Bullet train project: 75 evicted slum dwellers not entitled to policy on rehabilitation, HC told

The residents were first attempted to be evicted in 2018 by the state and railway authorities for the bullet train project.

The state government has now submitted that none of the residents are liable for any benefit under the rehabilitation policy. (Representative Image)

In a petition on rehabilitation of 75 slum dwellers evicted for the Mumbai-Ahmedabad bullet train project, the state, Ahmedabad Municipal Corporation (AMC) and bullet train authorities submitted before the Gujarat High Court that the evicted persons cannot be considered as “project-affected” and are not entitled to benefits under the resettlement and rehabilitation policy.

The public interest litigation (PIL), filed by Ahmedabad-based trade union Bandhkaam Mazdoor Sangathan, had highlighted that slum dwellings at JP ni Chali in Sabarmati area came into existence in 1991 with migrants from different districts and had grown to 68-70 slum dwellings with a population of 350 by 2021.

The residents were first attempted to be evicted in 2018 by the state and railway authorities for the bullet train project. However, as submitted by the advocate Hetvi Patel representing the petitioner union, in 2018, National High Speed Railway Corporation Limited (NHSRCL) came to survey the area and a verbal assurance was given to the slum dwellers that they will not be asked to vacate the land unless they were rehabilitated.

The agency gave numbers to 48 slums and took pictures of the residents with their houses. It also assured the residents that they will be allocated houses under the Pradhan Mantri Awas Yojana or the state policy for affordable housing.

However, between 2018 and 2021, no rehabilitation process was carried out and the dwellers continued to live at the site, where they had been residing for 30 years.

In February this year, they were issued a common notice by the railway administration to vacate the site in seven days, following which the dwellers made representations to various authorities. On March 15, the railway administration started demolishing the settlements, leaving 318 persons homeless.

In an order of June 30, the Gujarat HC instructed the Ahmedabad district administration to undertake an exercise as per the provisions of the Right to Fair Compensation and Transparency in Land Acquisition, Rehabilitation and Resettlement (RFCTLARR) Act, 2013 to determine the eligibility and entitlement of rehabilitation, while giving a fair opportunity of hearing to all stakeholders. The state in an affidavit submitted that 18 slum dwellers were existing on the alignment line of 22 square metres of land that was “given to NHSRCL”.

The state government has now submitted that none of the residents are liable for any benefit under the rehabilitation policy. The Ahmedabad Municipal Corporation (AMC) has also submitted that it does not have any policy for rehabilitation for slum dwellers living on railway land. Western Railways, too, has submitted that they do not have any rehabilitation policy for them.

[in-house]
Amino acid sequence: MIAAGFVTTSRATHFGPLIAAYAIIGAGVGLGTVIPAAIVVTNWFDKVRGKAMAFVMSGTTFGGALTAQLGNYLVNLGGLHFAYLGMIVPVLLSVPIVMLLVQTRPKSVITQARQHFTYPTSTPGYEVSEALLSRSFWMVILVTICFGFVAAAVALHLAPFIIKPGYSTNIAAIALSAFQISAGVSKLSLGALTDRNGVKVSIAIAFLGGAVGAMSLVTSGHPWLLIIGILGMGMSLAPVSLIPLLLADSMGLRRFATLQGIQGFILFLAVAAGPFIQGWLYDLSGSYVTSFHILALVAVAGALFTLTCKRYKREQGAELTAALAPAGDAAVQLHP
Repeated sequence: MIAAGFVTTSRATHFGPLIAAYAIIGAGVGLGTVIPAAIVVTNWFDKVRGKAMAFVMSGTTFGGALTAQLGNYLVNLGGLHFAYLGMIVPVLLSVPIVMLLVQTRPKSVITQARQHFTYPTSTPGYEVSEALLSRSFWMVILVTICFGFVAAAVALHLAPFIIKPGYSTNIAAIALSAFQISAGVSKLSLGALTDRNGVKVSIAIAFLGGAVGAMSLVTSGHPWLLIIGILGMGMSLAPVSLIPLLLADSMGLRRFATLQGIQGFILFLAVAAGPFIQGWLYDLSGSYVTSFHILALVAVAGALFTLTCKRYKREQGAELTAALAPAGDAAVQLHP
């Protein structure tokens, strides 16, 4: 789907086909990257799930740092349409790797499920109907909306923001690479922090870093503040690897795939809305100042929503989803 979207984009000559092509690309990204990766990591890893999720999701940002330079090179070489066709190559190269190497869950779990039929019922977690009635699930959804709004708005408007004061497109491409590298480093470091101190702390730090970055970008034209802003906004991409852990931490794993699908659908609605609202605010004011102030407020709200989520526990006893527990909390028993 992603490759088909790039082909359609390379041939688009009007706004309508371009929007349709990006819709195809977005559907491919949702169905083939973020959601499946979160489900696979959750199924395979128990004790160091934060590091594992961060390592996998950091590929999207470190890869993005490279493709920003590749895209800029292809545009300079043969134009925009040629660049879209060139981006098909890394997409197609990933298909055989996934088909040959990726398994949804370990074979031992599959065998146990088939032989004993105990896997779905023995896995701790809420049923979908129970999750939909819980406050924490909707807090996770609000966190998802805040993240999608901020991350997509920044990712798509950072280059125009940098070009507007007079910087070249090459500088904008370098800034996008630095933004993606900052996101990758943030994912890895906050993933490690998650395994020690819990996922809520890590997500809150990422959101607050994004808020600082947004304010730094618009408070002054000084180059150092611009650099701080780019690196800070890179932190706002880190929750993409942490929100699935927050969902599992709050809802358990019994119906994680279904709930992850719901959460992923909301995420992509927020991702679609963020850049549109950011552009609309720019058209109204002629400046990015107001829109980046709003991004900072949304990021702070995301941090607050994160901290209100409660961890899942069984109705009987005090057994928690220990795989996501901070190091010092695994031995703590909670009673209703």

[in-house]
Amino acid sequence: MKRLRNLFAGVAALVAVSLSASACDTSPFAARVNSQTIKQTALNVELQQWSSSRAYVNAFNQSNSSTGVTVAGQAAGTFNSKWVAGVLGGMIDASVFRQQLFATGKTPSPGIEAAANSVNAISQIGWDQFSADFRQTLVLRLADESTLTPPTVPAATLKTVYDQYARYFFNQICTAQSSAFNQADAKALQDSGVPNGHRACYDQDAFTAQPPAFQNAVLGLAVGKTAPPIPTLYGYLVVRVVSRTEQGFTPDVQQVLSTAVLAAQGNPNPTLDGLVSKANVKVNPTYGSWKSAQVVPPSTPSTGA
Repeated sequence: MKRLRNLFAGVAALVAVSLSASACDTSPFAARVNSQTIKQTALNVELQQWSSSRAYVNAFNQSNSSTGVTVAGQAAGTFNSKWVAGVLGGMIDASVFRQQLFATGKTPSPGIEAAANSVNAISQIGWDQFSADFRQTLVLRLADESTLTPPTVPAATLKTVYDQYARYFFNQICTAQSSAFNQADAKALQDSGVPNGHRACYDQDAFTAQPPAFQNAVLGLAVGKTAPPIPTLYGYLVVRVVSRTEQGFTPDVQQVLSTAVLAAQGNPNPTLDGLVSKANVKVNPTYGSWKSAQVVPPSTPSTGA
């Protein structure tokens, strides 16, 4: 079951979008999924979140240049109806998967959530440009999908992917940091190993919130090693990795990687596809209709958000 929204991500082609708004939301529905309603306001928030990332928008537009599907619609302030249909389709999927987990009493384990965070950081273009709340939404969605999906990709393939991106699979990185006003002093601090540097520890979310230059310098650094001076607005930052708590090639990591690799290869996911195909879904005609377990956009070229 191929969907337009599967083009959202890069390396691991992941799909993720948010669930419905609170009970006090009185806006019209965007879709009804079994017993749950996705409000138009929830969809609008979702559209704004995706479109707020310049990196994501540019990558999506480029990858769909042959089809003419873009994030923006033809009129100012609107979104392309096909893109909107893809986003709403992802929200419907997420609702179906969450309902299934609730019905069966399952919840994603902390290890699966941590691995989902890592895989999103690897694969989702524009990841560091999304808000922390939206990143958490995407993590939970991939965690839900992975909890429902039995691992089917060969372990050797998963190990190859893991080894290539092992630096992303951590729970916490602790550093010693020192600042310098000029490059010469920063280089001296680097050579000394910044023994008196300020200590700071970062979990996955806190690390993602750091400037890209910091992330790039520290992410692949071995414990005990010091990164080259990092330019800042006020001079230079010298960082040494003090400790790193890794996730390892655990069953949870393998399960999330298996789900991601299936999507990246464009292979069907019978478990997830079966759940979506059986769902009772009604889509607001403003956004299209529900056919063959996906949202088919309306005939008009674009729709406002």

NHSRCL, the executing authority of the bullet train project, has submitted that while there are 18 hutments on the alignment of the project, they will not be liable for rehabilitation as they were not residing at the site before 2017, which as per the NHSRCL policy, is deemed as the cut-off date to be eligible for the particular rehabilitation policy.

Referring to satellite images from 2015 to 2021, Patel submitted that the images show the presence of the 18 hutments at the site, and argued that the NHSRCL’s submission “is not factually correct”.

State’s counsel, government pleader Manisha Shah, submitted on Tuesday that the land “belongs to railway authority which it is giving to NHSRCL” and that the provisions of RFCTLARR “says that question of rehabilitation comes when land is acquired”.

Adding that the dwellers have no established possessory rights over the land, Shah submitted, “…there is no acquisition taking place, R&R (resettlement and rehabilitation) does not come (into play)… railway authorities could consider if they can give them some alternate arrangements… Railway authorities have filed an affidavit pointing out that railway lines are frequently prone to encroachment so periodically every 2-3 years they have a drive, where they remove the encroachments. Unfortunately, sometimes, most of them come back…”

“So far as AMC is concerned, they say we do have rehabilitation… but you do not come under R&R policy… they are not project-affected… Railways says that (for encroachment) on railway lines, we do not give alternate accommodation because this is a regular feature (of encroachment) that we see,” Shah added.

However, the petitioner’s advocate pointed out that three others — one running a tea stall and two others running small stalls — 50 metres away from the slum dwellings, were deemed eligible for resettlement and rehabilitation policy by the NHSRCL, arguing that then the 18 hutments should also be eligible for the benefits.

The division bench instructed the petitioner to provide a copy of the NHSRCL’s notification of eligibility of rehabilitation and resettlement to the three other persons, to the respondents and has sought the respondent’s submission. The court is expected to take up the matter for further hearing on November 18.

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